Case studies analysing specific exemplar microbial interactions. Explain the general importance of microbial communities for ecosystem function. Describe, using examples, different types of ecological interactions involving microbes. Describe, compare and contrast the methods that can be applied to study microbes and microbial communities in the environment. Explain, using examples, how diverse methods can be applied to understand microbial function in natural ecosystems. Module Co-ordinator: Dr John G. Lecturer s : Dr John G.

Module Objective: To provide detailed information on genetic engineering and its impact on modern molecular biotechnology. To provide detailed information on microbial enzymes of industrial significance. To provide an overview of the use of molecular biotechnology to engineering cell factories for production of biomolecules. Module Content: Physiology and genetics of bacterial and fungal enzymes with industrial application such as proteases, lipases, amylases and cellulases. Modification of enzyme properties using protein engineering. Manipulation of gene expression and heterologous production of proteins in: prokaryotes, yeasts, insect cells, mammalian cells and plants.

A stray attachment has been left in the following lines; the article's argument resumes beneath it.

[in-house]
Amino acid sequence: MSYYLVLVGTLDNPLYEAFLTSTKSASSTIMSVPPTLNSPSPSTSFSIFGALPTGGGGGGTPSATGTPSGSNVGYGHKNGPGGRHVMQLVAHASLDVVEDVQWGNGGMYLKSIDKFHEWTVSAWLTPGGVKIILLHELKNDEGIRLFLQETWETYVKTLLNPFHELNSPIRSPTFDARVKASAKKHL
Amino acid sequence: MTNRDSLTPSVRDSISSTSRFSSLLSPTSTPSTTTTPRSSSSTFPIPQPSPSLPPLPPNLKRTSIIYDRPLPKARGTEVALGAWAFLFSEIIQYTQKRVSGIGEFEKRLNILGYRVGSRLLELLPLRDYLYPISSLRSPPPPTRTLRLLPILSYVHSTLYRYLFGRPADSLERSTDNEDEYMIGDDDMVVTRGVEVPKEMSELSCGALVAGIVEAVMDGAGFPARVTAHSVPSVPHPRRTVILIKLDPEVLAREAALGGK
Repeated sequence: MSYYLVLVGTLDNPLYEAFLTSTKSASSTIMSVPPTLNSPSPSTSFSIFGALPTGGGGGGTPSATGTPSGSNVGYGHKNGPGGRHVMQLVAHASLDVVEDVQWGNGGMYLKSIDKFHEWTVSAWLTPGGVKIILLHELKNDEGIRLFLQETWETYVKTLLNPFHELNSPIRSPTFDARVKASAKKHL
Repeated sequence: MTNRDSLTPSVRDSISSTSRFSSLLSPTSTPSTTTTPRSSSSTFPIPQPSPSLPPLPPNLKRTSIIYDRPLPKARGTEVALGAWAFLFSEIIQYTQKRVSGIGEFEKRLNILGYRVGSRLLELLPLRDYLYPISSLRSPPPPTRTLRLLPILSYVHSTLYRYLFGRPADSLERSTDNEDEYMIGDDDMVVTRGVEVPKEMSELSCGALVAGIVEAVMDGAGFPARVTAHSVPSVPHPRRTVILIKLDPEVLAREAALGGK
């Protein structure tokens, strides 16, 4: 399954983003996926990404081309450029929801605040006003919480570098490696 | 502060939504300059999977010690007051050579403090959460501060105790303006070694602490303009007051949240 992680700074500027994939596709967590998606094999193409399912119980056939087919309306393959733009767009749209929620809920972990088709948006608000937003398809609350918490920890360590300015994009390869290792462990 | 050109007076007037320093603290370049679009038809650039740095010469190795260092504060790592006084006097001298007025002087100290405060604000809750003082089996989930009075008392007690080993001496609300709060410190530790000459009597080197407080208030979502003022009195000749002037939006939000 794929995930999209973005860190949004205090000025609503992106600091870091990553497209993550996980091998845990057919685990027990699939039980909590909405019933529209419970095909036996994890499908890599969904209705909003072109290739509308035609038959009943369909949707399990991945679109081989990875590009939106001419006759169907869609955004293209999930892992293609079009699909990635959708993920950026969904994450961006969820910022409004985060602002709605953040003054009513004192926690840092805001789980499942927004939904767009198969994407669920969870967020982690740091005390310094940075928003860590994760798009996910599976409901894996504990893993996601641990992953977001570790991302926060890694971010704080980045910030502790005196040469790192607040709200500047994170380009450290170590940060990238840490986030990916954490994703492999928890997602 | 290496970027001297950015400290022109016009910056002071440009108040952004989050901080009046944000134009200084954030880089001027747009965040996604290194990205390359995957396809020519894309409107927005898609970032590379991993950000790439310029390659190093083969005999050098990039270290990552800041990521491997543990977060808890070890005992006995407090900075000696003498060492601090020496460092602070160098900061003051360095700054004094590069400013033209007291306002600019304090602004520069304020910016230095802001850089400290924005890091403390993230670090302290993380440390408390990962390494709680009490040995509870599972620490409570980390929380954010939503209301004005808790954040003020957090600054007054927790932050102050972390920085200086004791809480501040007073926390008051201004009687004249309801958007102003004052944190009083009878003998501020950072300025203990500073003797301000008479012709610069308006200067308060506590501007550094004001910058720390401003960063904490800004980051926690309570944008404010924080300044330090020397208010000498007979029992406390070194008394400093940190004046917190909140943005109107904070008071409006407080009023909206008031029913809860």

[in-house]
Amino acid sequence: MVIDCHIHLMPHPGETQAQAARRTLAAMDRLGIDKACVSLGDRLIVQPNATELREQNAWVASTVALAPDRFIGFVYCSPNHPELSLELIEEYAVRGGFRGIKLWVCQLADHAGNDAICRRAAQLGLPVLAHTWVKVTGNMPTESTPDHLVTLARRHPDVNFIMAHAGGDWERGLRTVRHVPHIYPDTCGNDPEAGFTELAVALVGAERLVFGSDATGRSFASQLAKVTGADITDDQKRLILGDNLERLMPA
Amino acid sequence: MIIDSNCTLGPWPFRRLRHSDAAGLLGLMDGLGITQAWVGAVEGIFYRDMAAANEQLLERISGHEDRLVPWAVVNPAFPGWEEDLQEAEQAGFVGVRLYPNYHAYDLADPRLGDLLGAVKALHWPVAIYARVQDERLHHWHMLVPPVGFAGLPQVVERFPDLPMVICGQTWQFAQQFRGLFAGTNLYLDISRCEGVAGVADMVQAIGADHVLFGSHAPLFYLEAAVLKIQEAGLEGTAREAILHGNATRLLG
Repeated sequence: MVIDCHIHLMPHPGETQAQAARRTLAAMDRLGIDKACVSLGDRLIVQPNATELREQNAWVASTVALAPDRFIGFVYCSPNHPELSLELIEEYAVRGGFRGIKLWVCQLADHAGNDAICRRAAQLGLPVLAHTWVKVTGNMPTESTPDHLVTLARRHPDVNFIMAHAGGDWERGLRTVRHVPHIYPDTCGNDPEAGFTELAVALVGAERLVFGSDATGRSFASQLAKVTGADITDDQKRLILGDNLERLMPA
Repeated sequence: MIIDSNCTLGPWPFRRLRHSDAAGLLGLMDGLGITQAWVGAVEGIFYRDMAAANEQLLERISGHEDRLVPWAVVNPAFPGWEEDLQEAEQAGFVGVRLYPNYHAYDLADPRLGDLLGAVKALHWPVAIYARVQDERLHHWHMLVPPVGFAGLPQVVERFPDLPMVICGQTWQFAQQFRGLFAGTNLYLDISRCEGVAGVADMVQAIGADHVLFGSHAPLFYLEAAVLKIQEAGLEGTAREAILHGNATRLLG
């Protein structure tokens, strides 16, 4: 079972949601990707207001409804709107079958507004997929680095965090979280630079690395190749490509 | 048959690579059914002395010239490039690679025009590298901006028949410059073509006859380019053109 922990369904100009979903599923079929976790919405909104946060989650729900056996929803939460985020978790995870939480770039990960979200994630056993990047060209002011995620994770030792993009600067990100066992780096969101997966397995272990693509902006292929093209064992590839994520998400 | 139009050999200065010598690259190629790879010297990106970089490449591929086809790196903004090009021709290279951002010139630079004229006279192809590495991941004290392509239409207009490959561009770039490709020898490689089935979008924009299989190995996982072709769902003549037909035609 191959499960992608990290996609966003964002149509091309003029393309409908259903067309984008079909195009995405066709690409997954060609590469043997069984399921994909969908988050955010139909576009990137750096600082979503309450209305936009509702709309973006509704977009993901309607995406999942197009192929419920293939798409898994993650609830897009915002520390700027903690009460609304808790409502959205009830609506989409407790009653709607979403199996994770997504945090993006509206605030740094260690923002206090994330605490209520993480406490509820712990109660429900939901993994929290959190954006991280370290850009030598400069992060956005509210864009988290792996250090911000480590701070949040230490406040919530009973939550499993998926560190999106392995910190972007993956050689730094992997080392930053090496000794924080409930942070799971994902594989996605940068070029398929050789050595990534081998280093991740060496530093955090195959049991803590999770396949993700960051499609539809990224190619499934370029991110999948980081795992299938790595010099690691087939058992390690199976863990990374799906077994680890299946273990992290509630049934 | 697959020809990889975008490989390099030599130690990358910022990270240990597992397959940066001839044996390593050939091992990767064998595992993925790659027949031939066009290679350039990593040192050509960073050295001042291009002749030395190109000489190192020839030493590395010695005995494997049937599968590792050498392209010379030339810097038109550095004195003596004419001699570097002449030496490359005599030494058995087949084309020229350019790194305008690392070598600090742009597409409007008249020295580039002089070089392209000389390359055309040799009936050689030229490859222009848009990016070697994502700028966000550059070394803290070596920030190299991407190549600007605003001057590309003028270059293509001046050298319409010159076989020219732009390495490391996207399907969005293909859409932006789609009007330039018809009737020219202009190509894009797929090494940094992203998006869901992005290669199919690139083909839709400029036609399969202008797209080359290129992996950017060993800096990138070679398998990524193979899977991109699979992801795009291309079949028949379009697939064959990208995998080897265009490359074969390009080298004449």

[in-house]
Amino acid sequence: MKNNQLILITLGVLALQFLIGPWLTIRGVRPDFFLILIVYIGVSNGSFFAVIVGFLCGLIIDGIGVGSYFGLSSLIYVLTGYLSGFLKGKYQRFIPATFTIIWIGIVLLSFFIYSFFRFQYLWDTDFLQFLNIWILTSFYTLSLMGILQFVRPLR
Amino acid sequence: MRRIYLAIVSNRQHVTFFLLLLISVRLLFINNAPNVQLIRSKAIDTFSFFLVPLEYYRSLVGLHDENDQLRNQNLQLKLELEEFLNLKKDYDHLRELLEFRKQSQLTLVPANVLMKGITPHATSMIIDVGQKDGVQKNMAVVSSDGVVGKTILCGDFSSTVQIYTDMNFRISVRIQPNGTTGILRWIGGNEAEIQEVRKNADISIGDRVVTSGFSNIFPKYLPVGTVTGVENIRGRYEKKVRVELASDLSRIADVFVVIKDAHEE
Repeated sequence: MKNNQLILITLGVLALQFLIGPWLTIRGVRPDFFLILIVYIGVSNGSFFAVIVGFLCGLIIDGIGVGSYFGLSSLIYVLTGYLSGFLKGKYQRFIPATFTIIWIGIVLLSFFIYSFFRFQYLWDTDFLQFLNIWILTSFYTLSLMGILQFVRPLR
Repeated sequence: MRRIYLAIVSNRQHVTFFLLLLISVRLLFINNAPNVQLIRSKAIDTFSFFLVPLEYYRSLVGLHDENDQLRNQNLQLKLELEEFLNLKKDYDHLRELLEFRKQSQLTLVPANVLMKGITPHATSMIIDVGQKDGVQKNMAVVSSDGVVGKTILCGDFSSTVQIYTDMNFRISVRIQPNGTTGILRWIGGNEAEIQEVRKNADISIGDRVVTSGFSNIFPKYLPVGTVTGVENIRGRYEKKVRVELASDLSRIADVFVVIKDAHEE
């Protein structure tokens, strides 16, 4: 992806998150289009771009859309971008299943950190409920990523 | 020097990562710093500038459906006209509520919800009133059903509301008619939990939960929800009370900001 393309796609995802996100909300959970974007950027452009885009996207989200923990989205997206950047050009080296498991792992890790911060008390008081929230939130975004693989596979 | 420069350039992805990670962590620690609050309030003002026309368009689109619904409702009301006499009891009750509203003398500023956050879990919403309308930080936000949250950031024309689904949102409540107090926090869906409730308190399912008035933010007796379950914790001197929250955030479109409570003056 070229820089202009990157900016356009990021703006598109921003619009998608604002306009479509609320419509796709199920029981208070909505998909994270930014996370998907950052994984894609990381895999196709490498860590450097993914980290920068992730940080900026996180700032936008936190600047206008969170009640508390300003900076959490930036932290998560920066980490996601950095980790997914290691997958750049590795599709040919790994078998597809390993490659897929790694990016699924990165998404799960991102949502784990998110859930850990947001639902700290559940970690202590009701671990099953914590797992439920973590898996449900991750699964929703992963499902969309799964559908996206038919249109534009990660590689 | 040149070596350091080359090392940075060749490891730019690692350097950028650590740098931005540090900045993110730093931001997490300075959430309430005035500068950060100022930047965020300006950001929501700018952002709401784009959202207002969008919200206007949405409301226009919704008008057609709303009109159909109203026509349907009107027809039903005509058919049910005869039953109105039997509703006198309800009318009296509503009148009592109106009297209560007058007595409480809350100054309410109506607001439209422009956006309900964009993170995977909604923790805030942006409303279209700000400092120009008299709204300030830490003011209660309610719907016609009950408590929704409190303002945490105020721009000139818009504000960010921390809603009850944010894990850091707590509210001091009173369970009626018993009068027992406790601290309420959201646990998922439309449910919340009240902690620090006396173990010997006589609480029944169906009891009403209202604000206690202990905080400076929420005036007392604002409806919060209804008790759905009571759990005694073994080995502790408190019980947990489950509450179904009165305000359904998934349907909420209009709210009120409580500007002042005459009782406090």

Comparison of different expression systems [Expression vectors, fusion proteins, markers, selection, purification, rationale for one system over another]. Diagnostic biotechnology, production of recombinant vaccines and monoclonal antibodies, production of transgenic animals. Write an account of molecular diagnostics, vaccine and monoclonal antibody production, transgenic and stem cell technologies.